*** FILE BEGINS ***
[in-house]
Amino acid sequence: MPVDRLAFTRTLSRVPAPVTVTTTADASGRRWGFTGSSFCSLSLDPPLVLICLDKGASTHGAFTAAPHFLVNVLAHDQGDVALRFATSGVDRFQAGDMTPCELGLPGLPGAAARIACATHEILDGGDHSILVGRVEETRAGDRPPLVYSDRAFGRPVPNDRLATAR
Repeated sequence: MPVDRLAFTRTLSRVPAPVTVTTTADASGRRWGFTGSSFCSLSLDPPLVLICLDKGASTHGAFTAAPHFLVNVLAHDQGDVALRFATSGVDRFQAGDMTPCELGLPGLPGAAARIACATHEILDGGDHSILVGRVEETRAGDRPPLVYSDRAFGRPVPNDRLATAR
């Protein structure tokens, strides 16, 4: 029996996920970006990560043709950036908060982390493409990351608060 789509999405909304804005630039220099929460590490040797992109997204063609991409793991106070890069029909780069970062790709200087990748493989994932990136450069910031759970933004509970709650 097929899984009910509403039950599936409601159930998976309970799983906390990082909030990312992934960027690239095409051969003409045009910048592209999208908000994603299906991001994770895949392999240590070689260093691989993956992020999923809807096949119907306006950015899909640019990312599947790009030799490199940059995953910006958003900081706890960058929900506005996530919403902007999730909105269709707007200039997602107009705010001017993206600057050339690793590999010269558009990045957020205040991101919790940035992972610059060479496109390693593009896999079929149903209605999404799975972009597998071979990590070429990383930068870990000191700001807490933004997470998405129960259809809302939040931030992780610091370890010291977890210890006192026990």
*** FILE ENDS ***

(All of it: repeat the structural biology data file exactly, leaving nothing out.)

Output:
[in-house]
Amino acid sequence: MPVDRLAFTRTLSRVPAPVTVTTTADASGRRWGFTGSSFCSLSLDPPLVLICLDKGASTHGAFTAAPHFLVNVLAHDQGDVALRFATSGVDRFQAGDMTPCELGLPGLPGAAARIACATHEILDGGDHSILVGRVEETRAGDRPPLVYSDRAFGRPVPNDRLATAR
Repeated sequence: MPVDRLAFTRTLSRVPAPVTVTTTADASGRRWGFTGSSFCSLSLDPPLVLICLDKGASTHGAFTAAPHFLVNVLAHDQGDVALRFATSGVDRFQAGDMTPCELGLPGLPGAAARIACATHEILDGGDHSILVGRVEETRAGDRPPLVYSDRAFGRPVPNDRLATAR
């Protein structure tokens, strides 16, 4: 029996996920970006990560043709950036908060982390493409990351608060 789509999405909304804005630039220099929460590490040797992109997204063609991409793991106070890069029909780069970062790709200087990748493989994932990136450069910031759970933004509970709650 097929899984009910509403039950599936409601159930998976309970799983906390990082909030990312992934960027690239095409051969003409045009910048592209999208908000994603299906991001994770895949392999240590070689260093691989993956992020999923809807096949119907306006950015899909640019990312599947790009030799490199940059995953910006958003900081706890960058929900506005996530919403902007999730909105269709707007200039997602107009705010001017993206600057050339690793590999010269558009990045957020205040991101919790940035992972610059060479496109390693593009896999079929149903209605999404799975972009597998071979990590070429990383930068870990000191700001807490933004997470998405129960259809809302939040931030992780610091370890010291977890210890006192026990």